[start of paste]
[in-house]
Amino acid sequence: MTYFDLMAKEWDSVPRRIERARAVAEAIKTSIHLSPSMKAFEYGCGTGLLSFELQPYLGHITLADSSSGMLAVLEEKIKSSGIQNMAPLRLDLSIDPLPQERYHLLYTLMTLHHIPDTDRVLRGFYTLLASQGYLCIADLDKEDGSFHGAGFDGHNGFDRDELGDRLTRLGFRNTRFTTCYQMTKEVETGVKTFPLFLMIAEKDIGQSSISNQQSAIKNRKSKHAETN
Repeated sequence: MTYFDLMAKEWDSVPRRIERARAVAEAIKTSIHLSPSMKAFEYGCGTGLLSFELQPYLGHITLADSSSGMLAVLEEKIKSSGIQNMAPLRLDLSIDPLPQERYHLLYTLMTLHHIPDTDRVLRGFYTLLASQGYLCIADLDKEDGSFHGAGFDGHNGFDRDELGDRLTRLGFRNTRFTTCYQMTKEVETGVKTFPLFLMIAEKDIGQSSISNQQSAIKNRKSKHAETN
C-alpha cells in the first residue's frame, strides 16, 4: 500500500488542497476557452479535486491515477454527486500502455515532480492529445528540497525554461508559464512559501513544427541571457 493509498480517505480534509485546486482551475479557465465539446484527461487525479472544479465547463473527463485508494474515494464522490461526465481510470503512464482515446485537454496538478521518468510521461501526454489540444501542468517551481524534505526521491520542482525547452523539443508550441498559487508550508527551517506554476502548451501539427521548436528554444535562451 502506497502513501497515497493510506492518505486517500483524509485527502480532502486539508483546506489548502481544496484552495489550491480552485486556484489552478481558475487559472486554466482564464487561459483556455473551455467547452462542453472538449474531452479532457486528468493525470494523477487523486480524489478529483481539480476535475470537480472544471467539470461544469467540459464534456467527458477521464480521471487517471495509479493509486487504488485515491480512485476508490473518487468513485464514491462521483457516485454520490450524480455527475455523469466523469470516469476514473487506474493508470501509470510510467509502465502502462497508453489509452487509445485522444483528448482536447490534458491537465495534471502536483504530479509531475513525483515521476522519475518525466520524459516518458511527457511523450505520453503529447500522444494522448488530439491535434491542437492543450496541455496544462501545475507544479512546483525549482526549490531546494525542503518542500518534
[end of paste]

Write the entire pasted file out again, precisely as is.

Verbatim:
[in-house]
Amino acid sequence: MTYFDLMAKEWDSVPRRIERARAVAEAIKTSIHLSPSMKAFEYGCGTGLLSFELQPYLGHITLADSSSGMLAVLEEKIKSSGIQNMAPLRLDLSIDPLPQERYHLLYTLMTLHHIPDTDRVLRGFYTLLASQGYLCIADLDKEDGSFHGAGFDGHNGFDRDELGDRLTRLGFRNTRFTTCYQMTKEVETGVKTFPLFLMIAEKDIGQSSISNQQSAIKNRKSKHAETN
Repeated sequence: MTYFDLMAKEWDSVPRRIERARAVAEAIKTSIHLSPSMKAFEYGCGTGLLSFELQPYLGHITLADSSSGMLAVLEEKIKSSGIQNMAPLRLDLSIDPLPQERYHLLYTLMTLHHIPDTDRVLRGFYTLLASQGYLCIADLDKEDGSFHGAGFDGHNGFDRDELGDRLTRLGFRNTRFTTCYQMTKEVETGVKTFPLFLMIAEKDIGQSSISNQQSAIKNRKSKHAETN
C-alpha cells in the first residue's frame, strides 16, 4: 500500500488542497476557452479535486491515477454527486500502455515532480492529445528540497525554461508559464512559501513544427541571457 493509498480517505480534509485546486482551475479557465465539446484527461487525479472544479465547463473527463485508494474515494464522490461526465481510470503512464482515446485537454496538478521518468510521461501526454489540444501542468517551481524534505526521491520542482525547452523539443508550441498559487508550508527551517506554476502548451501539427521548436528554444535562451 502506497502513501497515497493510506492518505486517500483524509485527502480532502486539508483546506489548502481544496484552495489550491480552485486556484489552478481558475487559472486554466482564464487561459483556455473551455467547452462542453472538449474531452479532457486528468493525470494523477487523486480524489478529483481539480476535475470537480472544471467539470461544469467540459464534456467527458477521464480521471487517471495509479493509486487504488485515491480512485476508490473518487468513485464514491462521483457516485454520490450524480455527475455523469466523469470516469476514473487506474493508470501509470510510467509502465502502462497508453489509452487509445485522444483528448482536447490534458491537465495534471502536483504530479509531475513525483515521476522519475518525466520524459516518458511527457511523450505520453503529447500522444494522448488530439491535434491542437492543450496541455496544462501545475507544479512546483525549482526549490531546494525542503518542500518534